Some critics would insist nevertheless that APGA did not realize its potential for transformation into one of the dominant parties of the fourth republic and consequently rate Umeh’s leadership just average. But this view would either be oblivious of the intervening circumstances in APGA’s journey or does not wish to reconcile itself with them. The truth is that without the Victor Umeh factor, APGA as we know it today would not exist. It bears repeating that on coming to power in 1999 the PDP – led government did everything in its power to freeze the registration of new political parties; and when it could no longer hold back the tide, exploited every administrative instrument at its disposal to muscle opposition parties. Matters were made worse for APGA by the scant attention its Governor – leader paid to the agenda of expanding the party’s spread. The will to succeed and leave a legacy for the party was what made the difference.
 Victor Oye, the one man who should know tells us that Umeh’s shoes were viewed as too big for whoever would succeed him [Daily Sun, July 9, 2015].Shedding further light on the contributions of his predecessor in taking the party to its present height, Oye stated in the cited publication: ‘Three things could account for the success of the party in the 43 court cases. First was the uncommon love of God for the party. The second was the flimsiness of the reasons…for the cases. And the third was the indomitable fighting spirit of Chief Victor Umeh. He was everywhere galvanizing support for the legal team. His elephantine memory and capacity for details singled him out during the trying moments.’   As his more widely known title Ohamadike [the people know their hero] suggests, Victor Umeh’s accomplishments have been helped by his standing with civil society. Preceded by his reputation as a political activist with focus on justice, equity and fairness, organized labour unions tend to see him as a comrade of sorts.  Many a voluntary agency, communities and individuals who had benefitted from his philanthropy many years back needed little rhetoric to appreciate that if he could give so much when he had no ambition for elective office, he would do much more as an empowered public servant. A practicing Catholic and knight of the Church to boot, we get the impression that the quantity surveyor turned politician is one of those trying to answer the Church’s call on Christians to get into politics and make a difference.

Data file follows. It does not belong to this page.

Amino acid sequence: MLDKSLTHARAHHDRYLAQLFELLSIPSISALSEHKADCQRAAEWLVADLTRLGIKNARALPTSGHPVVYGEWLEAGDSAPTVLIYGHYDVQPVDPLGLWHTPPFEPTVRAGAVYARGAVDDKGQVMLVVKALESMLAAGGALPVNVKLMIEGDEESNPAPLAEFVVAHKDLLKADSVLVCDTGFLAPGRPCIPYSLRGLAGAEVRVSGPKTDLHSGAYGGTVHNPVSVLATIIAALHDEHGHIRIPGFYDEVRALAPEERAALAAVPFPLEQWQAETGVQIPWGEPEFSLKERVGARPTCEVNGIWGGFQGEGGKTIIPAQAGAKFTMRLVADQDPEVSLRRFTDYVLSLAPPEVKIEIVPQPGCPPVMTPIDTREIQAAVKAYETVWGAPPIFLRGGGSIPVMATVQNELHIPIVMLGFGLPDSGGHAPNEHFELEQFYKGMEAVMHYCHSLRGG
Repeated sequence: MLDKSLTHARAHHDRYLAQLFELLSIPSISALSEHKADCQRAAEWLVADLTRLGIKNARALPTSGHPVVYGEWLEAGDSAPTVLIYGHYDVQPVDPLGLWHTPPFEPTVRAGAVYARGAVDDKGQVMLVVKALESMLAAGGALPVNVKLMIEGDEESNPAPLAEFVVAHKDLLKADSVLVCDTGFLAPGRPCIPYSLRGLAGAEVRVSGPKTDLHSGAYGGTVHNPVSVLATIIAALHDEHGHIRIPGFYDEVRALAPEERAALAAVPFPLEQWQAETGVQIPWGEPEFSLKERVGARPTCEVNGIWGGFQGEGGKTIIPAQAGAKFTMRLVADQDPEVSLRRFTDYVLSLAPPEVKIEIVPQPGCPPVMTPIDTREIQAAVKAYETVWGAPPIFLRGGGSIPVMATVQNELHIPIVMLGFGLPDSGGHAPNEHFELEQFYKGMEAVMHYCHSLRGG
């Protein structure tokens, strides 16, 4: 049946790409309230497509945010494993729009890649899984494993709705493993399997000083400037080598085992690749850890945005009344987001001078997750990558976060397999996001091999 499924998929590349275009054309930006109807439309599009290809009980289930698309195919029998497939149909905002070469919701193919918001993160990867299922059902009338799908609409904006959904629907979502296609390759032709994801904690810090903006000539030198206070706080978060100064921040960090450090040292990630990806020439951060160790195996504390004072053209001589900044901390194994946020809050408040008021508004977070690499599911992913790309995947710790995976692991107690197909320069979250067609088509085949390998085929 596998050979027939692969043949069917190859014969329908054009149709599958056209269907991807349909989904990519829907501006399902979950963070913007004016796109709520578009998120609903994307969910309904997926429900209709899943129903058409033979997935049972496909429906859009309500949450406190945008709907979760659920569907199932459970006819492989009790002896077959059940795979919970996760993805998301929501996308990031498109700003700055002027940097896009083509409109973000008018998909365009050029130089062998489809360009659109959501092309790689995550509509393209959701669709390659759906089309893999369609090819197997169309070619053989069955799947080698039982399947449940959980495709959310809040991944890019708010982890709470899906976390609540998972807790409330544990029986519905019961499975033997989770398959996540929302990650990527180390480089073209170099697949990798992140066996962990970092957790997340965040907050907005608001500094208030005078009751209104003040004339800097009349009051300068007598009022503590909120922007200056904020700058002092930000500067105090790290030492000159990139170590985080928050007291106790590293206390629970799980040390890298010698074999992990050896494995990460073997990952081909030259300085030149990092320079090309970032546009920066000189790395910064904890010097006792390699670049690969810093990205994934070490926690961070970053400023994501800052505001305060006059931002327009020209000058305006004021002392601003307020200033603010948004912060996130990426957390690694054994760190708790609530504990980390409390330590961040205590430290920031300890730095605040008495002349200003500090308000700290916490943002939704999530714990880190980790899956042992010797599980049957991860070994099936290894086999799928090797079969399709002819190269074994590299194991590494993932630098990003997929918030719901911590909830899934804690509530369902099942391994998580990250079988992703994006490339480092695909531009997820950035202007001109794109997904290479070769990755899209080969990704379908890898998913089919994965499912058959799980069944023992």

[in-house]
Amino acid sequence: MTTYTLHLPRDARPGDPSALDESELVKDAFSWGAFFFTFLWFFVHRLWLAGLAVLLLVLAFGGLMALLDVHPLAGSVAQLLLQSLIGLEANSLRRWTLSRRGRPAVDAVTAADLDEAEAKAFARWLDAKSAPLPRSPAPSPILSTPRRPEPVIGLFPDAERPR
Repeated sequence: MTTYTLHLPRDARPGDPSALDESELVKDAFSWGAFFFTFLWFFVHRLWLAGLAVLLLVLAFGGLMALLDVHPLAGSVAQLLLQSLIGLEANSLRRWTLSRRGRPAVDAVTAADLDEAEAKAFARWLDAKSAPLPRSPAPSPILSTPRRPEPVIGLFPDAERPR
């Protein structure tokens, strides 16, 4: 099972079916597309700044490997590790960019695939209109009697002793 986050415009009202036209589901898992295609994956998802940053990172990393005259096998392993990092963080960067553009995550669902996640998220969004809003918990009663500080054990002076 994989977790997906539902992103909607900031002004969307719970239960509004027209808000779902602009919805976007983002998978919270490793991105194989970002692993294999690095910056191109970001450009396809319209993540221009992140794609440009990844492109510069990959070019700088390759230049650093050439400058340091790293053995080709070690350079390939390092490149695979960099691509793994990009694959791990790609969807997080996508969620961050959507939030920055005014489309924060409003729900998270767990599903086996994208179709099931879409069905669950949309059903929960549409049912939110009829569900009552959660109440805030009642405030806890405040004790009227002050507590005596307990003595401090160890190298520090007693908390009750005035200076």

Trusting in God’s mercies, indications are that Umeh would in the years ahead, rededicate himself to the task of creating a new Nigeria where the minorities and disadvantaged groups will get a fairer deal. We find in this native of Aguluzuigbo, Anambra State the passion, faculty, voice, and cognate experience required for engaging in this task. It seems to some of us that the best is yet to come from Victor Umeh.